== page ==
A rare Egyptian vulture nest was discovered in the Carmel region in northern Israel, almost six decades after the species was thought to have vanished from the area.
The nest was discovered perched on a cliff face at the Hai Bar Nature Reserve on the mountains overlooking Haifa Bay.
The Nature and Parks Authority’s chief bird ecologist, Ohad Hatzofe, called the find “a huge achievement. The Egyptian vulture went extinct in the Carmel [region] in the early 1960s, and disappeared from [the rest of] the Galilee in the late ’80s,” he told Israel’s Kan public broadcaster on Wednesday.
“The only exception was a single pair at Nahal Amud,” a streambed near the Sea of Galilee. One of the pair “was poisoned last year, was rehabilitated in the [Ramat Gan] Safari’s hospital for wild animals, and was returned to nature. He migrated to Sudan, where he now nests.”
The Egyptian vulture is distributed from southwestern Europe, across North Africa and as far east as India. But its numbers have dwindled in recent years due to hunting, accidental poisoning and other dangers.
The new find comes less than two weeks after eight griffon vultures were found poisoned on the Golan Heights, claiming nearly half the area’s total population, which had already dwindled from some 130 birds in 2006 to just 20 in a count earlier this year.
A rancher from the northern Israeli Bedouin village of Tuba-Zangariyye was arrested on suspicion of poisoning a cow carcass in order to cause the deaths of wolves and other carrion-eating predators that plagued his herds.
The suspect, 36-year-old Ghassan Manduri, told the Tiberias Magistrate’s Court last week that he did not intend to kill the endangered vultures, and had not intentionally poisoned the carcass.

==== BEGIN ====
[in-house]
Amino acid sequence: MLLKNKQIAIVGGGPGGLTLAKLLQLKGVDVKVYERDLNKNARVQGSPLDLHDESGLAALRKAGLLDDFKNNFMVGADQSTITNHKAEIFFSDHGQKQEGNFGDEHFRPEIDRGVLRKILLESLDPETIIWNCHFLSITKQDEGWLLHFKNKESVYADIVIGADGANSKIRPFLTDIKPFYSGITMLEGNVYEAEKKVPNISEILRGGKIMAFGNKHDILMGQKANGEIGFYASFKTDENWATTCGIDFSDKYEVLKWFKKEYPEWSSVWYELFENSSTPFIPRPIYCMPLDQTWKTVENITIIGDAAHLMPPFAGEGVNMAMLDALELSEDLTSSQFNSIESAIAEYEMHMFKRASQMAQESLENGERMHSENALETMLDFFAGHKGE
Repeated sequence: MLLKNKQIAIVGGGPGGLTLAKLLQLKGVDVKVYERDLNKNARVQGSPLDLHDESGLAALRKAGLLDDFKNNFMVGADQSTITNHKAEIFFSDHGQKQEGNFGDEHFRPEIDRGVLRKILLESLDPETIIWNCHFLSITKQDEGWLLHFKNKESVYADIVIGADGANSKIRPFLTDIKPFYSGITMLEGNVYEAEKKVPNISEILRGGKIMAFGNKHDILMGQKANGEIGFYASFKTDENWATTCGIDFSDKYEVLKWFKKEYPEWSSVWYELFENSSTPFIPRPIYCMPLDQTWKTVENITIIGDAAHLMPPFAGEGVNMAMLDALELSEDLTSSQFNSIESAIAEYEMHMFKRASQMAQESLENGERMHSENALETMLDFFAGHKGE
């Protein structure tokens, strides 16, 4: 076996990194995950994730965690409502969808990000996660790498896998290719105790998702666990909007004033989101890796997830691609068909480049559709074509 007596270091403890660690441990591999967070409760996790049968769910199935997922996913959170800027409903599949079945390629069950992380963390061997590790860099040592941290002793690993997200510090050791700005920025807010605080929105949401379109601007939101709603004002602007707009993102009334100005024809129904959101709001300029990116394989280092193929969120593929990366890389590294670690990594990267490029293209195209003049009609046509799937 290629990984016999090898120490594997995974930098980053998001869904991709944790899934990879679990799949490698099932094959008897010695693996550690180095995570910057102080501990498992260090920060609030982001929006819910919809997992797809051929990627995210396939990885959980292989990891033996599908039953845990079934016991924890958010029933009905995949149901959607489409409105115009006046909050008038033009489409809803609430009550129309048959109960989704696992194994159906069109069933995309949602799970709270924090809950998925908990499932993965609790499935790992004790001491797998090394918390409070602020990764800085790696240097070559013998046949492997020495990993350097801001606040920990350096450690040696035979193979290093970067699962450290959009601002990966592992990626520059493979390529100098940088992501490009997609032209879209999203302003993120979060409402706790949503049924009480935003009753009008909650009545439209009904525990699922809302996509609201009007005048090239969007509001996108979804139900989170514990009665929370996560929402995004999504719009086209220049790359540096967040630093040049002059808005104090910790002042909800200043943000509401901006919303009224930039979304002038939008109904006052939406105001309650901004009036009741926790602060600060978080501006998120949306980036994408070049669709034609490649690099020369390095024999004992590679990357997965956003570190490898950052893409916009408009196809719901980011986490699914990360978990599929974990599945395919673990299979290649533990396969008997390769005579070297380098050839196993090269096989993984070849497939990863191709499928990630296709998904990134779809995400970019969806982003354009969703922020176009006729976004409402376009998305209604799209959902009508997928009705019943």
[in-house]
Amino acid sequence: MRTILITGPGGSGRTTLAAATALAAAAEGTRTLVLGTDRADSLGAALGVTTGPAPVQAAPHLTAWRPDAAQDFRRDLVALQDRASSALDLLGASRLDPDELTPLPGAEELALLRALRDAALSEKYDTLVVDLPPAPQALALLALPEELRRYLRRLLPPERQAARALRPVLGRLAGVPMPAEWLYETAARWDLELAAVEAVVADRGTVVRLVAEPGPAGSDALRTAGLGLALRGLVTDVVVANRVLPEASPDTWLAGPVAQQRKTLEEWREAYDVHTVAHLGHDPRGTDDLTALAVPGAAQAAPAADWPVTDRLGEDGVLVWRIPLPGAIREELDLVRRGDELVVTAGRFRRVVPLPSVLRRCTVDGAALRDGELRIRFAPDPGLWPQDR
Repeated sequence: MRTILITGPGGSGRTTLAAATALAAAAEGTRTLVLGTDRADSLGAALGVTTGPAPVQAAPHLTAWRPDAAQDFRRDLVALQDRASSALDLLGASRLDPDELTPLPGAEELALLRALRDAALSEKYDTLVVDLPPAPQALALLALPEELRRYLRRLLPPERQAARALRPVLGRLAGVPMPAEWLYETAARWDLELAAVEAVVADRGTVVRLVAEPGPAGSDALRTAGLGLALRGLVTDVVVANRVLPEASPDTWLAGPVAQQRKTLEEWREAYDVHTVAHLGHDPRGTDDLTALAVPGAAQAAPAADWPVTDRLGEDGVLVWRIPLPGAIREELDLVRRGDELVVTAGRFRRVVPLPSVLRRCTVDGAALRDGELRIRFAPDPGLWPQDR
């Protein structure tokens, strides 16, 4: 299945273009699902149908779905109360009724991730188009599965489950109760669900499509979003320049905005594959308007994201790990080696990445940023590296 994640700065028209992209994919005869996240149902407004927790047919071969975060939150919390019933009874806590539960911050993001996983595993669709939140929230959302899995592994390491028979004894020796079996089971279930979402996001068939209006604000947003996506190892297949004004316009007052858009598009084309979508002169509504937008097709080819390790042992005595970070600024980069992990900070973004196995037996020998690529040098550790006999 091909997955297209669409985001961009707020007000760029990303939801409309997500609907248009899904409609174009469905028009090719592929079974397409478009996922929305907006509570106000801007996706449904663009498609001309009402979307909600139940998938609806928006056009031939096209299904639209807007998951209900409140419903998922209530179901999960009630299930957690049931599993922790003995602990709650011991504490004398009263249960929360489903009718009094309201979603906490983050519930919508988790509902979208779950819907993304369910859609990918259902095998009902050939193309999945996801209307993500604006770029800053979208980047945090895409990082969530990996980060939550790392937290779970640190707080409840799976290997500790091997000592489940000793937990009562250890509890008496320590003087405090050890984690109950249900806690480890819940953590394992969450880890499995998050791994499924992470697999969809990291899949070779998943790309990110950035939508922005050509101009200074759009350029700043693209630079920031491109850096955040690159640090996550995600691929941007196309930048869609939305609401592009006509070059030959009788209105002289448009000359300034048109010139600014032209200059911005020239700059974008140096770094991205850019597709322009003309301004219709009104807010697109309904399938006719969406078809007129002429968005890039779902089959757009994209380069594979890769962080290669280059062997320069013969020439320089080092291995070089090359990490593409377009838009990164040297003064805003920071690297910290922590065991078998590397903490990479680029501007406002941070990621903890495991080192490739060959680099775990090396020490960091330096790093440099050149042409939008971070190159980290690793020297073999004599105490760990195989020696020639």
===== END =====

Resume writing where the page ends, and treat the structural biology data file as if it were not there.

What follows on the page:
Manduri has no criminal record, and his attorney claimed he had no cause to hurt the vultures. The alleged poisoning may be another example of accidental poisoning of vultures that has reduced their populations throughout the region.
Authorities said the death of the birds during the nesting period was particularly devastating, and could lead to the loss of eggs and hatchlings left without parents.
President Reuven Rivlin joined the chorus of condemnation of the poisoning earlier this month, saying in a Facebook post that the decimation of the vulture population “ultimately threatens the existence of many other species in the food chain of which we are also a part.”
After two more vultures were found poisoned but were successfully nursed back to health by veterinarians and released to the wild late last week, Rivlin praised the effort as “a moment of hope, when the vulture spread its wings and took flight to explore the skies.”
The president, a sworn vegetarian since 1979, went on: “We must protect our wildlife. With responsibility, open eyes, national [conservation] plans, and an open heart.”
In recent years, the Nature and Parks Authority has worked to conserve and rebuild the local vulture population, including bringing in birds from Spain.
The authority called on the government to put in place tougher penalties against those caught poisoning animals.
AFP contributed to this report.